Tuesday, January 20, 2015



Today I want to discuss questions that have always baffled me more than the deadly combination of algebra, geometry and trigonometry.
 What happens to the other sock? Where does the mate go to die? Is this revenge by my wife?
After I finished the last fruitless search for a sock that had disappeared into the great beyond, I decided this was a better topic for a PhD thesis than some of the stuff graduate students tackle.
Research should be sponsored in self-defence by a sock manufacturer because if we ever do solve this, there will be so many more useful pairs of socks around that they will have to close up shop.
You may think this a frivolous topic but I have seen some fascinating accounts of Socks Missing-in-Action.
It even brings back one that tugs at me where I wished I had acted differently.
I wrote a blog/column on April 11 last year about the death of Vince Devitt, one of those solid  reporters and companions in Toronto journalism.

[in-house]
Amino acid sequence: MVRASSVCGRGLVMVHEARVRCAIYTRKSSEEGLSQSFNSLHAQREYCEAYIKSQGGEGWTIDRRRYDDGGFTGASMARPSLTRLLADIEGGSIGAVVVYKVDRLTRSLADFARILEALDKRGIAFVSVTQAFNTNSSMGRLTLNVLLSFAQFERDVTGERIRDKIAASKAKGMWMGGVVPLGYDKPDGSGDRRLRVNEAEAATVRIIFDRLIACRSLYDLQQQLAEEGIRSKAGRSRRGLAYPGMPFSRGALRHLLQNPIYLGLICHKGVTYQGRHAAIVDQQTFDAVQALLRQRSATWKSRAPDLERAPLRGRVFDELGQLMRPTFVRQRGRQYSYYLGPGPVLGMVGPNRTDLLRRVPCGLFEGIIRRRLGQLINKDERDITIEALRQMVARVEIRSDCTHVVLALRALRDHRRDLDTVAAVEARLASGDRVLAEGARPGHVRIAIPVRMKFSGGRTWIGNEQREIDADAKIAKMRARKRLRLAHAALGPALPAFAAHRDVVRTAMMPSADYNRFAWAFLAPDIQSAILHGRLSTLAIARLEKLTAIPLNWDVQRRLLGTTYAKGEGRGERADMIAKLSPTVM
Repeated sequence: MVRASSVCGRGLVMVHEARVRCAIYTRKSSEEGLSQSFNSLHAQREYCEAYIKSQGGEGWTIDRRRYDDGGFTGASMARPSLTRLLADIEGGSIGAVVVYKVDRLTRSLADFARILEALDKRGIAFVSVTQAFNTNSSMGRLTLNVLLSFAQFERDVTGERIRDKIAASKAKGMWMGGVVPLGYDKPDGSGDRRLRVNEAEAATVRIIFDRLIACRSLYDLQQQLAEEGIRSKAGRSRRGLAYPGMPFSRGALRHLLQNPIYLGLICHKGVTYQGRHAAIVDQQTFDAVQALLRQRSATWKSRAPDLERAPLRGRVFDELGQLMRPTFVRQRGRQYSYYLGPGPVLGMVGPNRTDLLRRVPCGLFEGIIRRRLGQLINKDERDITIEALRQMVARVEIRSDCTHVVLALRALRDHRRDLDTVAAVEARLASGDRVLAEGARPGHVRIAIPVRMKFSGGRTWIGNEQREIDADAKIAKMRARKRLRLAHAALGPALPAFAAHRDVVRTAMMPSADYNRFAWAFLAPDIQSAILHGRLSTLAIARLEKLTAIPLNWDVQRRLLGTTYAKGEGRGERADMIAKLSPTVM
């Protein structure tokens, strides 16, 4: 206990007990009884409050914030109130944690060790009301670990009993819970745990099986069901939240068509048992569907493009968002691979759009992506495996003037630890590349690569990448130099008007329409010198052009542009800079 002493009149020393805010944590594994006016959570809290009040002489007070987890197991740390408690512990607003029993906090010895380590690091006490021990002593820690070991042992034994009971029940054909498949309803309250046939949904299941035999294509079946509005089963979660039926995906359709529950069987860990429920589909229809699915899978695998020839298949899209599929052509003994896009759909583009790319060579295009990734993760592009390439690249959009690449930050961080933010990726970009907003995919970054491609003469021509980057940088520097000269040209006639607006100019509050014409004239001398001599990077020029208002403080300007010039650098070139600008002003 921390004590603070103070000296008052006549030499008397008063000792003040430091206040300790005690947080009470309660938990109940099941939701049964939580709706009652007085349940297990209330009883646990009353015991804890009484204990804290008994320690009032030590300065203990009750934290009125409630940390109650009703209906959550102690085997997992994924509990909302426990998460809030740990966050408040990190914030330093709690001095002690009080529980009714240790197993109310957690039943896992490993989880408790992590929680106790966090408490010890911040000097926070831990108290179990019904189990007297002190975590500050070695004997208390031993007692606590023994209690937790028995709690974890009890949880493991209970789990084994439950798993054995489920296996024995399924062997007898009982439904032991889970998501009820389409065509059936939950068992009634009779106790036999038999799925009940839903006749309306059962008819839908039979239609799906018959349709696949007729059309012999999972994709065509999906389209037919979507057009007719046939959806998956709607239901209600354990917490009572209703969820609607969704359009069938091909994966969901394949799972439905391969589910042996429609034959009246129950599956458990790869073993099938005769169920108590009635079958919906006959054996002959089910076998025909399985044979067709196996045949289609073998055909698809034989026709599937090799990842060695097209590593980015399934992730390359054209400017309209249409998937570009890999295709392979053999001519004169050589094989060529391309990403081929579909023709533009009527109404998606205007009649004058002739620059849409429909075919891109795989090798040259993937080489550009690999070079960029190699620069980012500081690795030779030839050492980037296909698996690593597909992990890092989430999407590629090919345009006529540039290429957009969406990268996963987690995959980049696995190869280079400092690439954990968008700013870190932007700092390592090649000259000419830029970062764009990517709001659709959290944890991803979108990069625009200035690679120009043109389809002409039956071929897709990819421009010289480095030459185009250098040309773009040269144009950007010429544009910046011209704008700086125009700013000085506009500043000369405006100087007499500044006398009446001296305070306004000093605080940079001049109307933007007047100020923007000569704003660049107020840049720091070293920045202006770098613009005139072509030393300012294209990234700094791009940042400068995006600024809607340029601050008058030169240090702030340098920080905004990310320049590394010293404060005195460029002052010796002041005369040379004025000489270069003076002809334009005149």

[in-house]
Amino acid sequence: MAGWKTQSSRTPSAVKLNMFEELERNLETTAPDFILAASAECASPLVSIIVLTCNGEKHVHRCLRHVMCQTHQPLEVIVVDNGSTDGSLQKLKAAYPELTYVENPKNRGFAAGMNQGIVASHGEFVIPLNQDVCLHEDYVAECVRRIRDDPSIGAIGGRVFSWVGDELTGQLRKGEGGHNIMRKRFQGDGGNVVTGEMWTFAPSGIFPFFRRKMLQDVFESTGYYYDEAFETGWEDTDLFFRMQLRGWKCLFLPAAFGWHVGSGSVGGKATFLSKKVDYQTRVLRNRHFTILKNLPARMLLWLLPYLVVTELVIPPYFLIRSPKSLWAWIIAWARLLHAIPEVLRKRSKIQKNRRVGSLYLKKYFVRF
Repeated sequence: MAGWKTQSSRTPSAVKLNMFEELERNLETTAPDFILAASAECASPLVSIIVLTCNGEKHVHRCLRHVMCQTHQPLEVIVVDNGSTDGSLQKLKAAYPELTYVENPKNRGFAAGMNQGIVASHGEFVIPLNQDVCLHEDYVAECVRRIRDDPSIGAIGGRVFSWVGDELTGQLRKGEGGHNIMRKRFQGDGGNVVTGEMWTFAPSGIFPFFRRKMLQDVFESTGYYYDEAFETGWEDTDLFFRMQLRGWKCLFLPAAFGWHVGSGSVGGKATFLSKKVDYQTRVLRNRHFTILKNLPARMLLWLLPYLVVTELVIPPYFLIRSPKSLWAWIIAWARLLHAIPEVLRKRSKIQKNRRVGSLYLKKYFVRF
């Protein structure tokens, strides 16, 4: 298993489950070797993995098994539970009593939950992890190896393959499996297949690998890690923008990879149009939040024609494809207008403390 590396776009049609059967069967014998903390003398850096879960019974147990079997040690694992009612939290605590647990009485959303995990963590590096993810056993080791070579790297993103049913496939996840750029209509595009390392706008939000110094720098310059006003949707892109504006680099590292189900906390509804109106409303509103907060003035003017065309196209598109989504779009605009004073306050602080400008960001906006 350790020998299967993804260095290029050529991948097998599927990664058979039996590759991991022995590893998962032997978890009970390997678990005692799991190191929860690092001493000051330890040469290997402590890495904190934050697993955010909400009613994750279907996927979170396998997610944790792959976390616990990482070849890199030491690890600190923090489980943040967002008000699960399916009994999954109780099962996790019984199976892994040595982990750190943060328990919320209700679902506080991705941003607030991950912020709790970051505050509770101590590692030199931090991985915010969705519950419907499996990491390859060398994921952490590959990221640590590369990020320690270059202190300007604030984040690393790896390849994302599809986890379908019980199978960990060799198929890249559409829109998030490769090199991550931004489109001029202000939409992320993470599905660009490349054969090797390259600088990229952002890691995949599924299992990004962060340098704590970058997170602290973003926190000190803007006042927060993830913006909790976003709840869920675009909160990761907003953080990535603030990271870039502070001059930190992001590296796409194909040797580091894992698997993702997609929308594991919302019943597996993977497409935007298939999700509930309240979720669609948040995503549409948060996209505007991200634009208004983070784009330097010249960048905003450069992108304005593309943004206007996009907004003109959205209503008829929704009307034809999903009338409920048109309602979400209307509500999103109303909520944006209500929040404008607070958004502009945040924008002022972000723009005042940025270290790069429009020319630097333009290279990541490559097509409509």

When Vince was winding down after a nice career that had taken him from tough bartender to headline stories to premier's aide, he sent me a delightful column about socks that go missing in the wash.
At the time, the Sun had more regular columnists than we had spaces for them. Then there are all the writers who think that anyone can write a column and prove with what they send that they can't.
But Vince knew how to write. So I skimmed it and put it aside for vacation periods or emergencies where we kill a column for legal reasons or because the writer has become incoherent.
Vince phoned. I said I had no space then but I would save it. In the middle of my explanation, some crisis flared and I had to go. I think Vince took it as an old friend letting him down easy and he never sent me anything again. He moved south. And Socks MIA got lost in the flood of paper on an editor's office even in the computer age.
I think of this every time I rummage around a dryer looking for the other  sock. It was the kind of gentle observation of the passing scene that I long for after wading through newspapers jammed with politics because it cost less to cover politics than to really cover the city., where a State of the Union address is treated like the Second Coming when the president is mired in a Republican tar pit.
What haunts me is that I never got to the end of Vince's humour. Maybe he as veteran investigative  journalist had solved whether there's a black hole in the laundry room or just in space.

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